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Portraitist and Symbolist

From 7 February 2021, Museum Valkenburg presents an exhibition of the work of the Meerssen-born painter Harry Koolen (1904-1985) in the Charles Eijckzaal. Works from museum and private collections will be on display. Koolen was a contemporary and friend of Charles Eijck and both started their painting careers at a young age in the painting class of the Antwerp painter Jan Van Puyenbroeck who stayed in Meerssen during the First World War. Eijck and Koolen left for Amsterdam together to study at the Rijksacademie.
Harry Koolen has left a varied, extensive oeuvre: portraits, landscapes and religious work.

Allowance

At the age of sixteen Koolen left for Amsterdam to study. However, he was not admitted to the academy because he was too young. That is why he provided for himself with all kinds of jobs until he was admitted in 1922. To be able to follow this study he received an annual allowance from the municipality of Meerssen. In 1929 he received the Thèrese Schwartze Prize, a prize for artists under the age of 35, with a portrait of his colleague and friend Hubert Levigne. The prize involved a considerable sum of money, but the publicity in particular led to many commissions for the production of portraits. During that period he exhibited at home and abroad.

War

During the war Koolen lived and worked in Amsterdam, but he kept a pied-à-terre in Limburg, where he stayed in various places, including Maastricht, Eben-Emael (Belgium), Houthem and in the Rothem mill. In 1944, an improperly dropped incendiary bomb destroyed his studio. The works and equipment present were destroyed. Koolen left the liberated Limburg for occupied Amsterdam, assuming that the liberation of the North was imminent. This turned out to be a wrong assessment and thus he experienced the hunger winter. After the liberation of the North, he returned to Limburg penniless and settled in the empty Terworm castle in Heerlen, where he thought he was going to acquire the necessary commissions from the flourishing Limburg mines. He saw himself as a Limburg painter: “Now that I am here in Limburg, I feel strongly attracted to the people who live around me, to paint them in their daily life”. His first (group) exhibition after the war, with the theme “Art in freedom”, nevertheless took place in September / October 1945 in the Rijksmuseum in Amsterdam.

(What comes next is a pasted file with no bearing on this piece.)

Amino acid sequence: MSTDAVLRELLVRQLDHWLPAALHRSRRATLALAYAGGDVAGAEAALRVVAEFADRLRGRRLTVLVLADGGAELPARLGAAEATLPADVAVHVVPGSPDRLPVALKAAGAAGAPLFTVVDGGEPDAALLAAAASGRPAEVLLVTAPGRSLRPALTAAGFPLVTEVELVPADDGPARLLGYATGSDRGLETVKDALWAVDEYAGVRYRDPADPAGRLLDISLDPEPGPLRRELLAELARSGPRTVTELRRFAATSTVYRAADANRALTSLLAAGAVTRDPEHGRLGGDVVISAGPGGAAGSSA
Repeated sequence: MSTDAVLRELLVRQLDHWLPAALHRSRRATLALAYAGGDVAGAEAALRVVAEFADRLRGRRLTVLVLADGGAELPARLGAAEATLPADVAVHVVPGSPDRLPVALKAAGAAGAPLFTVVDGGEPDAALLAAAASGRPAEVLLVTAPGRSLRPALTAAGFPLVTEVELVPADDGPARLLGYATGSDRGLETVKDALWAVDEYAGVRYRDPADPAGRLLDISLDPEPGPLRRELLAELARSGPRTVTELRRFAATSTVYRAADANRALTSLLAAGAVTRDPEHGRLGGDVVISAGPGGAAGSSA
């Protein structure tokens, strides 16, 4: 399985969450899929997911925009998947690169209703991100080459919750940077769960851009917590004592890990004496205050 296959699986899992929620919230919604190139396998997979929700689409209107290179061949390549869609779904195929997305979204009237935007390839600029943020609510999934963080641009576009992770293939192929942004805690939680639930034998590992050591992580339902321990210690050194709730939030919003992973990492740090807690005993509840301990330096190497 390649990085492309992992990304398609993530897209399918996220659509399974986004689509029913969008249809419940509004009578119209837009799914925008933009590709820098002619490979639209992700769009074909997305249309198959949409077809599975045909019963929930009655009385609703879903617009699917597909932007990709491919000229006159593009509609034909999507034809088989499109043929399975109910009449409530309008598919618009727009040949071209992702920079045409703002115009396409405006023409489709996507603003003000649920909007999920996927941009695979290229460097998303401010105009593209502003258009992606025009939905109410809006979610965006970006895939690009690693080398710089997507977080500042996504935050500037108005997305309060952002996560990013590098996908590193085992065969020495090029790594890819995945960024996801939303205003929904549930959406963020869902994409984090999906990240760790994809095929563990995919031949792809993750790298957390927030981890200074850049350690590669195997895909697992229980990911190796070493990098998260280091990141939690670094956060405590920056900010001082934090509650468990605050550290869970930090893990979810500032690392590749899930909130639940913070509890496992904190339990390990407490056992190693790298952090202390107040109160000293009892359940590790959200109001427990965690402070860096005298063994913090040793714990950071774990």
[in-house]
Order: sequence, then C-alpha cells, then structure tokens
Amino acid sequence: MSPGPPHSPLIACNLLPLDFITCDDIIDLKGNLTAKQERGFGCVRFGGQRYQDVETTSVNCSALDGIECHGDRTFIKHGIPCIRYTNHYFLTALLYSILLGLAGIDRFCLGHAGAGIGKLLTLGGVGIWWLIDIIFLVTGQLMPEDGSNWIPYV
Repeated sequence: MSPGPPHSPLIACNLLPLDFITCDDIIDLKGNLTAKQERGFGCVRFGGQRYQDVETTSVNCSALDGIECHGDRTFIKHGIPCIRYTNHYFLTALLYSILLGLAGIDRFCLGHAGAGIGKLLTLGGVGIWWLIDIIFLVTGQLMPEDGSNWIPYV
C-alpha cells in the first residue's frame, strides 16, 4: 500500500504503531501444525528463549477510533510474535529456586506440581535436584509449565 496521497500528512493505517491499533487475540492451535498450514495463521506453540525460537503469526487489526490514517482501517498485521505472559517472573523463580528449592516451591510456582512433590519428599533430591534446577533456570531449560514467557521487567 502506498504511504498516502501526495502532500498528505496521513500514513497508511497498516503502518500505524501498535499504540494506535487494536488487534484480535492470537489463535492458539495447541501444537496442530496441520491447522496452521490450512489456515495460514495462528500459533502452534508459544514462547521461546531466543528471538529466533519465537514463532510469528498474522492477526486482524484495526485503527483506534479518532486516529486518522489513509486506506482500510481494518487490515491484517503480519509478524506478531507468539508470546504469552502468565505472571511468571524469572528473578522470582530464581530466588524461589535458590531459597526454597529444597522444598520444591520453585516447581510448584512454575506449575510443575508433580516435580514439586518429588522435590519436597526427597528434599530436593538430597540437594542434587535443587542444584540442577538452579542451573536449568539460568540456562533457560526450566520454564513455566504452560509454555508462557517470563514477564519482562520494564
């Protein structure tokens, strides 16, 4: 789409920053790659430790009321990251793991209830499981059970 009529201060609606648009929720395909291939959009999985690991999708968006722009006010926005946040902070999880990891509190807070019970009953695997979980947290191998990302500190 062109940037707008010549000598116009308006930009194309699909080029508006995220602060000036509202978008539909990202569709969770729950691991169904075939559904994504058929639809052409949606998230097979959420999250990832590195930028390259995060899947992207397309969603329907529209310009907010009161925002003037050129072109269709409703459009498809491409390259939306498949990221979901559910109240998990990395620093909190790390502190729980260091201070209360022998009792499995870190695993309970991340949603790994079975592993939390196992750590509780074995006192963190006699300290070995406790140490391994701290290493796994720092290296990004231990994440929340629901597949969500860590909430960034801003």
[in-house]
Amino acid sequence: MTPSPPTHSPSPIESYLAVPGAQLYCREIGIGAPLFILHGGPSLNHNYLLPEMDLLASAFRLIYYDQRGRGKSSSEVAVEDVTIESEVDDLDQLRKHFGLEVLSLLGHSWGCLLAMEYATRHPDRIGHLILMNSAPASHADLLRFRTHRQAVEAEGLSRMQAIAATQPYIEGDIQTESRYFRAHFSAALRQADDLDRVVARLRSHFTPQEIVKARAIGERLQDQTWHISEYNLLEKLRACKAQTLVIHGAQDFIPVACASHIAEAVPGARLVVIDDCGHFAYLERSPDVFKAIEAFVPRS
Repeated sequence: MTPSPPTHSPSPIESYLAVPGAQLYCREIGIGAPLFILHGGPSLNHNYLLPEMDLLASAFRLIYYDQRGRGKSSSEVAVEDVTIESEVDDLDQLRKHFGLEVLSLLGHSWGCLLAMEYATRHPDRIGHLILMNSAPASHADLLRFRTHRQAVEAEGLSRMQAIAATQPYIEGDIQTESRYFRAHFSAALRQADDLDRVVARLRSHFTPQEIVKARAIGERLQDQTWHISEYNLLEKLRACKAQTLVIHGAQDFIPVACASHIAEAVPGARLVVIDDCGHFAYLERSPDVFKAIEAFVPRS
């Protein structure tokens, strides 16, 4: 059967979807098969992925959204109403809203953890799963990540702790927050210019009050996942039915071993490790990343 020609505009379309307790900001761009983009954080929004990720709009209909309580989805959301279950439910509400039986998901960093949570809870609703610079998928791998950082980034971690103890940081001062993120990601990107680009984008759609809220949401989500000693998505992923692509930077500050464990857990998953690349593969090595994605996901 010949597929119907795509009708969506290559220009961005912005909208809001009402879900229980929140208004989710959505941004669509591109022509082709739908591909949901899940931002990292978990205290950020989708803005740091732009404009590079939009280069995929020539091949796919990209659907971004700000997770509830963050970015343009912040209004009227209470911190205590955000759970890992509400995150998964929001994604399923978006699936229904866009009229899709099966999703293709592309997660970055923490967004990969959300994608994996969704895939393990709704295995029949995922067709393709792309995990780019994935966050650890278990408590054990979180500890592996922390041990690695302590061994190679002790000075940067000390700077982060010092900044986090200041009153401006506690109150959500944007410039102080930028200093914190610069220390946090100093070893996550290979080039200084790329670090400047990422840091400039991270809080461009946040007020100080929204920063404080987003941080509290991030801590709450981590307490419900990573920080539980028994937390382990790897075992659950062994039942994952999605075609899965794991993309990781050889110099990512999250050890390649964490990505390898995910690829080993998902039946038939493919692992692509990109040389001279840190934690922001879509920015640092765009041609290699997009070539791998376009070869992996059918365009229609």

During that period he met Bep Mous, daughter of the then director of the State Mines, who would become his second wife and with whom he had four children.

Portraits

Harry Koolen mainly established his reputation as a painter of portraits. He portrayed, among others, Queen Juliana, Mayor Michiels van Kessenich of Maastricht, bishops commissioned by the Diocese of Roermond and directors of State mines. His children and grandchildren were also often models. He set himself the goal of making a similar portrait, but wanted to express more than the physical resemblance. However, his interest was also in idealized landscapes and Biblical depictions. Around 1958 he was commissioned by the State Mines to paint the mining company and the miners. In it his sympathy and admiration for the working man expressed. He also captured above-ground buildings of the mining companies. He also made study trips to France, Italy and Ireland and was inspired by the landscapes.

Style

At a time when Expressionism and Cubism were rampant, Koolen opted for a realistic painting style. He said about this: “I have too strong a nature of my own to make many concessions regarding the generally accepted conception of art.” Harry Koolen did not like public self-profiling and preferred to work undisturbed. He did this until his death in 1985.

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Entree voor het gehele museum:
– € 6,00 p.p. (incl. gratis kopje koffie)
– Museumkaart, begunstigerskaart, ICOMkaart en vriendenpas geldig.
– Voor speciale tentoonstellingen kan een toeslag worden gerekend.
– Voor evenementen kunnen afwijkende entreekosten worden gevraagd.